Cognitive Development 7 (3) (1992)

Children's conceptions of dreams are an important component of their developing understanding of the mind. Although there is much that even adults do not understand about the nature of dreams, most adults in Western society believe that: Dream entities are not real in the sense that they are nonphysical; they are private in the sense that they are not available to public perception, and are not directly shared with other dreamers; and, dreams are typically fictional in content. Thus, children in our society must confront several dualisms with respect to dreams, such as their physical versus nonphysical, perceptually-public versus perceptually-private, and shared versus individuated nature. Thirty-two children, aged 3- and 4-years-old, were told stories about children who were dreaming about an object, playing with an object, or looking at a photograph of an object, and then were asked questions about the status of these entities with regard to these three dualisms. All children judged dream entities, photographs, and physical objects to be appropriately different in terms of physical versus nonphysical properties and in terms of perceptually-public versus private status. They also understood the fictional nature of dreams. However, whereas most 4-year-olds understood that dreams are individuated, many 3-year-olds believed that dreams are directly shared by more than one person. These findings contrast with earlier research characterizing children's understanding of dreams as realistic. We reconcile these contrasting findings by discussing methodological differences, and we situate our findings regarding children's understanding of dreams within the context of contemporary research on children's theory of mind.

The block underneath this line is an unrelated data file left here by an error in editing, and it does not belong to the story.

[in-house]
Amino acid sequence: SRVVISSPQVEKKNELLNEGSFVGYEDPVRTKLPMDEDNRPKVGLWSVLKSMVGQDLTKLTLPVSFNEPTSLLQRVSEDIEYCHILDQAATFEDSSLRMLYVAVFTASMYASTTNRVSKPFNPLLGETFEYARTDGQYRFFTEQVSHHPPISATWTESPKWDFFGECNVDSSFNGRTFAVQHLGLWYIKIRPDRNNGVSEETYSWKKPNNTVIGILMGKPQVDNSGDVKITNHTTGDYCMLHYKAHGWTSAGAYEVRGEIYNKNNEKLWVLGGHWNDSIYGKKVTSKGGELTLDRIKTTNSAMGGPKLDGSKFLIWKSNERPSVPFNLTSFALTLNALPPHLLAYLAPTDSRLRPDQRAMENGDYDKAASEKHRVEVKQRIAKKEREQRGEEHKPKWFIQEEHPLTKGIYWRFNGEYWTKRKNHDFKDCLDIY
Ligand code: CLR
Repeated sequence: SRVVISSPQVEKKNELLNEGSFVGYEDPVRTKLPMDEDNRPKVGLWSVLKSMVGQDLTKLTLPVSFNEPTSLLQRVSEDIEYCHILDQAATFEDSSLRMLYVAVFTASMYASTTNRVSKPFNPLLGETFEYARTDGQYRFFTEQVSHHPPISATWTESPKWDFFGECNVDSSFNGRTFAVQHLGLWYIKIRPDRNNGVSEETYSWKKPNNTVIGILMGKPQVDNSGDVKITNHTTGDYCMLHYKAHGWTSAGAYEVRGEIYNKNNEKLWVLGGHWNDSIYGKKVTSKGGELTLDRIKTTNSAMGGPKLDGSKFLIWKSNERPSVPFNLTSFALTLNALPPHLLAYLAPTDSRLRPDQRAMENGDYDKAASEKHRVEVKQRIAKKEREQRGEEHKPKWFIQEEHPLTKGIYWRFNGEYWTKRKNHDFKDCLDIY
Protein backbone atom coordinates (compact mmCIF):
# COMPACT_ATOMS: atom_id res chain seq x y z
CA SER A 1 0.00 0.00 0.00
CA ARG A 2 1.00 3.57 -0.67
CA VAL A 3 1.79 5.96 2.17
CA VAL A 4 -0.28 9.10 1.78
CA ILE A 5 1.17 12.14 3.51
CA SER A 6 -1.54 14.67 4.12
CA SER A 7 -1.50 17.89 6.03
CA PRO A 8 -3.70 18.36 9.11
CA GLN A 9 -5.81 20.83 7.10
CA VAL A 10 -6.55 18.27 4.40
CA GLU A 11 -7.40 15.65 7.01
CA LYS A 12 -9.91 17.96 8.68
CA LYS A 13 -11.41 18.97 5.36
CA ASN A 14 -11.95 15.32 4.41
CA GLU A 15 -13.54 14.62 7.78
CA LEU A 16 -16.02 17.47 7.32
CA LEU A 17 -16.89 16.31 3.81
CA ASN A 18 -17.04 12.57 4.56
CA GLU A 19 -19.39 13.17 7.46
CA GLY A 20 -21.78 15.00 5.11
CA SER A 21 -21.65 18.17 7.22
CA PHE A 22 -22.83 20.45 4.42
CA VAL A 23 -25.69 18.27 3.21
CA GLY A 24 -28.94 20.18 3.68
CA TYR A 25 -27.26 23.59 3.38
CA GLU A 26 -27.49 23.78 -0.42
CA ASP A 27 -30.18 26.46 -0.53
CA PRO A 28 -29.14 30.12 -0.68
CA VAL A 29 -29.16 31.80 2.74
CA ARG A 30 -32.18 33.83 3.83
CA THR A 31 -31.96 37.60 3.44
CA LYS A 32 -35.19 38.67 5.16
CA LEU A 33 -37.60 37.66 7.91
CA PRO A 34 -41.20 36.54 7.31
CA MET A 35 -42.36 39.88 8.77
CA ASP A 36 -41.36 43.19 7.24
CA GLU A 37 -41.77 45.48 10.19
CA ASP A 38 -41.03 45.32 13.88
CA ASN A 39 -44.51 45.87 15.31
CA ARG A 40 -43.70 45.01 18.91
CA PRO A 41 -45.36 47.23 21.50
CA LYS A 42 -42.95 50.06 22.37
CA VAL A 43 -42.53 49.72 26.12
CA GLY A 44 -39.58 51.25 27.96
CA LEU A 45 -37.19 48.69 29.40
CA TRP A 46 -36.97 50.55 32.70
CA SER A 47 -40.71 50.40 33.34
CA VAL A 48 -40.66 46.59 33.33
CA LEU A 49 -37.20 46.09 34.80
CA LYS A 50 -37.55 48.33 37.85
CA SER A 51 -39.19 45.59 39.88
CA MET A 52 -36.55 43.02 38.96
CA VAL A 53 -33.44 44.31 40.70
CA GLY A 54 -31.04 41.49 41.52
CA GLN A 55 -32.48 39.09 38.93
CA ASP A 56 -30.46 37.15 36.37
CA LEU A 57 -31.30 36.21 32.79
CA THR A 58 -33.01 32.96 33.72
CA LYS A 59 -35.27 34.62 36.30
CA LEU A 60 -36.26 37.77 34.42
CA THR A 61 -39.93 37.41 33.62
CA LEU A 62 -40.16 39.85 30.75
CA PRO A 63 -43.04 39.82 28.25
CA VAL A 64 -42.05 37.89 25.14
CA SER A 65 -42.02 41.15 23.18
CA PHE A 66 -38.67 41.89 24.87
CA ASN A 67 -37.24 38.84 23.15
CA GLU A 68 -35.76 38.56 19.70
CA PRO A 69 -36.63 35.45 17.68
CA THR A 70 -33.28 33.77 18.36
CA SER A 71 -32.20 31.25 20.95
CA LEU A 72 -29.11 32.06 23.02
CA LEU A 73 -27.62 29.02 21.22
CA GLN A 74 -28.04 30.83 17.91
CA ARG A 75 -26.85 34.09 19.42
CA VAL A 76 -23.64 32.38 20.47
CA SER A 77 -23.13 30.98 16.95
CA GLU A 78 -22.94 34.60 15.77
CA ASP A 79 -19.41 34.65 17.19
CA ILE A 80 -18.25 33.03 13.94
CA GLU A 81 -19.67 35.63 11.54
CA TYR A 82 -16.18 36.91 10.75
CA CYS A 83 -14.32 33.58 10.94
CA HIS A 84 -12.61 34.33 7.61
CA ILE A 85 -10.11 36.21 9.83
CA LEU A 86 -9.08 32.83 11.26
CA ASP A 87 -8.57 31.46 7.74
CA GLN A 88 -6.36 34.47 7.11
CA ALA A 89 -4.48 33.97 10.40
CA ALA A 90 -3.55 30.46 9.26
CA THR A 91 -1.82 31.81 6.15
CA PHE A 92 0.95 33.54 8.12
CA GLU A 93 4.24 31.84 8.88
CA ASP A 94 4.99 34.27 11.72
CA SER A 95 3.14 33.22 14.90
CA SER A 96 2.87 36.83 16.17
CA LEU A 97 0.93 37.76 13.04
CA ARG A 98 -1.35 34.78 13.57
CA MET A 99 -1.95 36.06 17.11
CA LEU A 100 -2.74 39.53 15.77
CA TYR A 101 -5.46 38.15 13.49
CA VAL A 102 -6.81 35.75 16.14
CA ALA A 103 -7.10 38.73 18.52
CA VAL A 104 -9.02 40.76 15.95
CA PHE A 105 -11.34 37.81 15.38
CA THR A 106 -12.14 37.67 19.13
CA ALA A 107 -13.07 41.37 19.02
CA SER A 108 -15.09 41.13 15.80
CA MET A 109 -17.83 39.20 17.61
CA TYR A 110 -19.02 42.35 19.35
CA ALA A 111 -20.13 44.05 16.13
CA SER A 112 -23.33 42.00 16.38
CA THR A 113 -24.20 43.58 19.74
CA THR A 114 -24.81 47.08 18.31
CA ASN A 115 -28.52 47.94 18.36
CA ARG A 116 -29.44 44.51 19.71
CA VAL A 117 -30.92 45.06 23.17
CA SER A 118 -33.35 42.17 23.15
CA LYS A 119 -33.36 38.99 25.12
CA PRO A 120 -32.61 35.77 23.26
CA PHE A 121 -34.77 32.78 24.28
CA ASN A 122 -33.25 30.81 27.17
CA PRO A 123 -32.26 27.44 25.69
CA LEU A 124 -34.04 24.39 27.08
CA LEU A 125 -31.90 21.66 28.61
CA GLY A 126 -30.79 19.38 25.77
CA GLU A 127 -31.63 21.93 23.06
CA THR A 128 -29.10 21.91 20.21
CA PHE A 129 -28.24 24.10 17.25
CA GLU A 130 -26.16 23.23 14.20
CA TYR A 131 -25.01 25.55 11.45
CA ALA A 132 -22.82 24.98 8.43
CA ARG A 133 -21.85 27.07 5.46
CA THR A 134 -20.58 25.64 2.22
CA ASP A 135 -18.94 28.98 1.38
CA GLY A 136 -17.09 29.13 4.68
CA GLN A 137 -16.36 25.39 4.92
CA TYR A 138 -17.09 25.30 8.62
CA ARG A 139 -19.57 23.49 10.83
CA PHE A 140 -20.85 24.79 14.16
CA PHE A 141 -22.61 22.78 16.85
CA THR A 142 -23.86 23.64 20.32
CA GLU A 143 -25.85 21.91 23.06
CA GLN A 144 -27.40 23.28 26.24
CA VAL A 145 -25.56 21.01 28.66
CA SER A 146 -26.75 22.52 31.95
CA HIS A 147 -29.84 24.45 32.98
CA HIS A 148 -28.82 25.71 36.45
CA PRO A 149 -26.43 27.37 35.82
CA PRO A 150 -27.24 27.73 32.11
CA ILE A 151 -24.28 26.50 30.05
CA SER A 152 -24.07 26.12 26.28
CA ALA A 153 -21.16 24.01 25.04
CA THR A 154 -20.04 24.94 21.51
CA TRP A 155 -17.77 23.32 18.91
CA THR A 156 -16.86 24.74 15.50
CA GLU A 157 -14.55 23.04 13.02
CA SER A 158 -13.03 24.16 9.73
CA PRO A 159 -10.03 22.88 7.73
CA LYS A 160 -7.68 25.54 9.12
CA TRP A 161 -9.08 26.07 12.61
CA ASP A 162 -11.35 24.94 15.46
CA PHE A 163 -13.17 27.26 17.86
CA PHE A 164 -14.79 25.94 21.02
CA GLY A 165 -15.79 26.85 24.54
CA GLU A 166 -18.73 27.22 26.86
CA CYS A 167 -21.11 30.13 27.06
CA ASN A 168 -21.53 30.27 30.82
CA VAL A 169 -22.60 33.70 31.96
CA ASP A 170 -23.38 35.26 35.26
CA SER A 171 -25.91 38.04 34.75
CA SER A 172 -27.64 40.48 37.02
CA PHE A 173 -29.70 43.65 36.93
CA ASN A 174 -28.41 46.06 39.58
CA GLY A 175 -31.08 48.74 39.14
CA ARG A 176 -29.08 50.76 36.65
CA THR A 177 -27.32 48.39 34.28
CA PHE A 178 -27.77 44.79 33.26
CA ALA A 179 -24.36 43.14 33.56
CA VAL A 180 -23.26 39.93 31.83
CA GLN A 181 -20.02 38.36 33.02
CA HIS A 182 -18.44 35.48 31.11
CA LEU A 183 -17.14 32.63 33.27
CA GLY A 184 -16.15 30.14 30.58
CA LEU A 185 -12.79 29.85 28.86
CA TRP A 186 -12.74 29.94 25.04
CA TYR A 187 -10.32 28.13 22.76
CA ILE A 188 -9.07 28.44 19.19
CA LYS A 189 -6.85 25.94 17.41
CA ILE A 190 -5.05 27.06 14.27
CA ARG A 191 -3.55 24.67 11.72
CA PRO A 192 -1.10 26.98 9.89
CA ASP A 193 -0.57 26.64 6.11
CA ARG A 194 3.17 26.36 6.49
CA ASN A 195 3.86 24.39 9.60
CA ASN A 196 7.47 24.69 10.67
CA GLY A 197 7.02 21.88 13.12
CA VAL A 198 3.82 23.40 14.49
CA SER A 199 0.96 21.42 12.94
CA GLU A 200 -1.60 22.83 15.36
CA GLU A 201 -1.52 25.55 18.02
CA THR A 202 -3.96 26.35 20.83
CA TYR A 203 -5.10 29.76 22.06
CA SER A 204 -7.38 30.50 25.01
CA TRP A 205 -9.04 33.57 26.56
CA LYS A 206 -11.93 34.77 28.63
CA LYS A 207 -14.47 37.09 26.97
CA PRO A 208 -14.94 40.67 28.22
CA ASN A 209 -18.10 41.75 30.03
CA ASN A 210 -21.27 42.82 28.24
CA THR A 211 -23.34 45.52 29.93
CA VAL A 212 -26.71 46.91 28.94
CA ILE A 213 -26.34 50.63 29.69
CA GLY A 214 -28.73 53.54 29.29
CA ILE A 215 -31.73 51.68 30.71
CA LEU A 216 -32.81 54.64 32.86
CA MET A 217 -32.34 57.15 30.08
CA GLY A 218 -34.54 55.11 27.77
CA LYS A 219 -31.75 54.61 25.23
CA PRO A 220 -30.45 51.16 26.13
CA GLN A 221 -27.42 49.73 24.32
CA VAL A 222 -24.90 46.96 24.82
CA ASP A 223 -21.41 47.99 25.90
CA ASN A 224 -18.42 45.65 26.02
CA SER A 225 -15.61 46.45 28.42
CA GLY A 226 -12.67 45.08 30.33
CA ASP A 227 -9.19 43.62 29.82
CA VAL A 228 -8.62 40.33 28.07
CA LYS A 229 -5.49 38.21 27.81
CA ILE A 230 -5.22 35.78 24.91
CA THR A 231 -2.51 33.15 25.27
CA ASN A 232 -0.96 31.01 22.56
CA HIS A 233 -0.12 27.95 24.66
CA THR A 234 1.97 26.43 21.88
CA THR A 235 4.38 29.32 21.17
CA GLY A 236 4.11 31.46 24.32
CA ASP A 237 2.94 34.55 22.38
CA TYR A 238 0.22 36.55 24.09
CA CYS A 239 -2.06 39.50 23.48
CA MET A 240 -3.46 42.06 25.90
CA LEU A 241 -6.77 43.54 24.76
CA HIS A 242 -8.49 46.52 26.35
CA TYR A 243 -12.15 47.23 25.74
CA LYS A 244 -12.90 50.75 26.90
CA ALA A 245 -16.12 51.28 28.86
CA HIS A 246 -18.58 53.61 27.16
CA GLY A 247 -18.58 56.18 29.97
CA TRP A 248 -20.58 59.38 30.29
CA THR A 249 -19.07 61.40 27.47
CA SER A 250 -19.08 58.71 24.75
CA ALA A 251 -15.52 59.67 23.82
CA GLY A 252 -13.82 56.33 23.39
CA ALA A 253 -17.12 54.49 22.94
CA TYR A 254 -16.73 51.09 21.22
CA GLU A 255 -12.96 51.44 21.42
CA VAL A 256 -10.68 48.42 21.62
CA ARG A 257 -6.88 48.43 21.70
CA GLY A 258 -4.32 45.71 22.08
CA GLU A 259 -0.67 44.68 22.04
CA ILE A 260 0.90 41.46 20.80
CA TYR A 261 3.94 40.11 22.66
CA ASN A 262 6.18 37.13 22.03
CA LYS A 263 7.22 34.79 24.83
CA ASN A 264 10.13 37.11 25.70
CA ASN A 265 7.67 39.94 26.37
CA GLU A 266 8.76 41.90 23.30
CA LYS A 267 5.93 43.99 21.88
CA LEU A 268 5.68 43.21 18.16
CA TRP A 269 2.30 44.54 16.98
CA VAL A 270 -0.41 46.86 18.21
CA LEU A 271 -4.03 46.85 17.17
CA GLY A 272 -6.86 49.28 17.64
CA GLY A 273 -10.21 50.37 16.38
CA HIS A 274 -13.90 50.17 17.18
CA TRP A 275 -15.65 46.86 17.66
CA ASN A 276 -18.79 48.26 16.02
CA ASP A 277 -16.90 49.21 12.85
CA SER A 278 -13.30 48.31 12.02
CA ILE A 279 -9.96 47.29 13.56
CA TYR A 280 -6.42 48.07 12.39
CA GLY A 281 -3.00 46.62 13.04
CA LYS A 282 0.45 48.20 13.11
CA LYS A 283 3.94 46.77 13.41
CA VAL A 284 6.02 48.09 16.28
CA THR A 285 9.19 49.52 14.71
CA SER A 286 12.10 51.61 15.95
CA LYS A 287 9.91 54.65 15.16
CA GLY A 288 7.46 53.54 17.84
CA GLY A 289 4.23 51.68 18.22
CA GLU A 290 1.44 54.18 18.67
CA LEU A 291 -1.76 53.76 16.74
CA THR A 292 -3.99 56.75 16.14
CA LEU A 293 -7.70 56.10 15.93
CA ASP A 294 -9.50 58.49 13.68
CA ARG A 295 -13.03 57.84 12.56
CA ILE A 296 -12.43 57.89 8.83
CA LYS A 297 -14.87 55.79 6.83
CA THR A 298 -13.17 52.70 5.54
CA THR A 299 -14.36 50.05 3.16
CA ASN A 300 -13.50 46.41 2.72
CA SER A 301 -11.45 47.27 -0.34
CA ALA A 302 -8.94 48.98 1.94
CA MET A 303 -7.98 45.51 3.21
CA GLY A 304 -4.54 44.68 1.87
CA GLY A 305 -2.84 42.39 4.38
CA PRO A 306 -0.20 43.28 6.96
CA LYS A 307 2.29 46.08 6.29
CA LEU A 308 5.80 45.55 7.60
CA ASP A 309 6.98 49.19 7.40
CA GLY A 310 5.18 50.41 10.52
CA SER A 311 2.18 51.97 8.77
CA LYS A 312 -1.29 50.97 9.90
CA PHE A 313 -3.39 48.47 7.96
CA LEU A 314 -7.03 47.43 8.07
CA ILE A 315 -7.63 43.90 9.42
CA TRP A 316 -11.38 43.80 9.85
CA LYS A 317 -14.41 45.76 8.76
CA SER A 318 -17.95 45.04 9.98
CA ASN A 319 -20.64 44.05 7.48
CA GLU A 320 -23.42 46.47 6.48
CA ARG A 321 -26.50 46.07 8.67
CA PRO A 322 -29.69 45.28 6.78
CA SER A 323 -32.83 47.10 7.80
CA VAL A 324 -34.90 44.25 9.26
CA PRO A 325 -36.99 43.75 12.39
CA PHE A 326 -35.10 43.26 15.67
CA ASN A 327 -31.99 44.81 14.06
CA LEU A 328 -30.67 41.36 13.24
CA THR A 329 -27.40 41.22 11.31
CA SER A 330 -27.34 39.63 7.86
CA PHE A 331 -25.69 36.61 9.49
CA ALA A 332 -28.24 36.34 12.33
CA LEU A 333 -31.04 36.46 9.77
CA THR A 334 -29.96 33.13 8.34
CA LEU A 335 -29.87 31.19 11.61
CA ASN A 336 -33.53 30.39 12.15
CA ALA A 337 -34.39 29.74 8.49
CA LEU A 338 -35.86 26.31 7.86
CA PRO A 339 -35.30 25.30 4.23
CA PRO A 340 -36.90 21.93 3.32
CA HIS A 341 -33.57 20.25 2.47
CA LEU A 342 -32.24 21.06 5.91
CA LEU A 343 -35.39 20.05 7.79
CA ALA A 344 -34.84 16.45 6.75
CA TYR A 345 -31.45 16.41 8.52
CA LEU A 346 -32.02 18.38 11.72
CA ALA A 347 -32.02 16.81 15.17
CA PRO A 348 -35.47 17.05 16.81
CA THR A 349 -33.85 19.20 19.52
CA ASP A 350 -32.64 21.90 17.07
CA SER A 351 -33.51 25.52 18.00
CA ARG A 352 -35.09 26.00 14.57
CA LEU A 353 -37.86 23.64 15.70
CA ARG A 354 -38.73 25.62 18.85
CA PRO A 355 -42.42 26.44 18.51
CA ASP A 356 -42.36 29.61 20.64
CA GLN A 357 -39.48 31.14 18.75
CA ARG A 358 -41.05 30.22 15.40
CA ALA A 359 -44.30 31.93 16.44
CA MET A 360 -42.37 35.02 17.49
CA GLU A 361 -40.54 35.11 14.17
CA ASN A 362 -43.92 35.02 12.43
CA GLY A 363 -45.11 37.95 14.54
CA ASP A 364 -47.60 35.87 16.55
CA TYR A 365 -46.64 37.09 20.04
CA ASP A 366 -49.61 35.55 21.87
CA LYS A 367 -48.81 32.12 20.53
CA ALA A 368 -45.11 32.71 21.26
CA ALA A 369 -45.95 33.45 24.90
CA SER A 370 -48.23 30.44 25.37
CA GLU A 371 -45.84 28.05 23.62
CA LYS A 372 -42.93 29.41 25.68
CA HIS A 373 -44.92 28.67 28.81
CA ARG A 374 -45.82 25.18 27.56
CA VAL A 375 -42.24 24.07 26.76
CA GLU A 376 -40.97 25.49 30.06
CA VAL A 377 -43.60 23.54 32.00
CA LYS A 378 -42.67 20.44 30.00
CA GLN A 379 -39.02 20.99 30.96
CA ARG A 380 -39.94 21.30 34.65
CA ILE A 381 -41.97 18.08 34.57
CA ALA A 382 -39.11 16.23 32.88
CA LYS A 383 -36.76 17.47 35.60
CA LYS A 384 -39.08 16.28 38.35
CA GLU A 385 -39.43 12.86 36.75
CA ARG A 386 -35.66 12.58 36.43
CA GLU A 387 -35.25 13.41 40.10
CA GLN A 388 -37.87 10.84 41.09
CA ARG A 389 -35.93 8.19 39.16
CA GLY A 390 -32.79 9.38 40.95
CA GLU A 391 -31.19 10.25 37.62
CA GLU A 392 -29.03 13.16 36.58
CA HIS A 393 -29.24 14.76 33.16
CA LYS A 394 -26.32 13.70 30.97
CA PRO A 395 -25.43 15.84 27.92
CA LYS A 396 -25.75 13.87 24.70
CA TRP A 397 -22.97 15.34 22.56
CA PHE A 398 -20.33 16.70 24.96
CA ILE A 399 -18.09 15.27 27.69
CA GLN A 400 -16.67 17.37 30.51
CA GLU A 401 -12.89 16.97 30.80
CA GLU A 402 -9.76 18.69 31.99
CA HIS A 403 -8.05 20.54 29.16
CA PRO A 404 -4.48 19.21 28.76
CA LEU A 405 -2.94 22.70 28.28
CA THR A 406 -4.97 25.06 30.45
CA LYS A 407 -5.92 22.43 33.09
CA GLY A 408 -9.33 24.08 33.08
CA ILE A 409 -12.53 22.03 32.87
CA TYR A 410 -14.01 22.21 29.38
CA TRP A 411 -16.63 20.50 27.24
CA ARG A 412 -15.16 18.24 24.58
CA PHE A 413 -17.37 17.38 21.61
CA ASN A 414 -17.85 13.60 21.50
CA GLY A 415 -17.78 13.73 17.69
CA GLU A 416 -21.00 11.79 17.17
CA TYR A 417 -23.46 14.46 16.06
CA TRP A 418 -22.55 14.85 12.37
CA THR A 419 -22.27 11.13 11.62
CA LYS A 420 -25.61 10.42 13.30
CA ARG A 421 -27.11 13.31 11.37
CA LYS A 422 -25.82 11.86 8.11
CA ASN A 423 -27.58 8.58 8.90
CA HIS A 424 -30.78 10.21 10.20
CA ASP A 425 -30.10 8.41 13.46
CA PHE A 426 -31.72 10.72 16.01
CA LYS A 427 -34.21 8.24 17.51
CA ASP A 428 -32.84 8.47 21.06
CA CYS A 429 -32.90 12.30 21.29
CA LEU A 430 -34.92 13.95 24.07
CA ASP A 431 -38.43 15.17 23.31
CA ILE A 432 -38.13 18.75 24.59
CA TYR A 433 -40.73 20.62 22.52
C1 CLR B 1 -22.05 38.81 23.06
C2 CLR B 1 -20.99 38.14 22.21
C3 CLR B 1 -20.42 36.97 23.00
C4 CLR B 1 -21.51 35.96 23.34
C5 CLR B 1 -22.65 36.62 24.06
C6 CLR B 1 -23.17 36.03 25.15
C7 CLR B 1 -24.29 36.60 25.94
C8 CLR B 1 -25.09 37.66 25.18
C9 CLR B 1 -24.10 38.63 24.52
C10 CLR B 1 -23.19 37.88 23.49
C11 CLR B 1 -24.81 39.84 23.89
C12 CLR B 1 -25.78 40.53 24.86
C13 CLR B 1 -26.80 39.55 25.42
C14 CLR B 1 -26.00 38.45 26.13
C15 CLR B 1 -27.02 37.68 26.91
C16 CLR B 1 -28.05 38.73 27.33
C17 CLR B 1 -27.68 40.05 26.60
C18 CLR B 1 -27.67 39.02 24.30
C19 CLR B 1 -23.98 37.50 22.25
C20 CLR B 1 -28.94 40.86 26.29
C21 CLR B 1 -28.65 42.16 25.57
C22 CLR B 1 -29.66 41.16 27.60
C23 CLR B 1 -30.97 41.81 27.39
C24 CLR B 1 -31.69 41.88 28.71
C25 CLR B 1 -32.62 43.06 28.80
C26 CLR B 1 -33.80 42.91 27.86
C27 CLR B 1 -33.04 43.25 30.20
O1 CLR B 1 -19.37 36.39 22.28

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DOI 10.1016/0885-2014(92)90022-j
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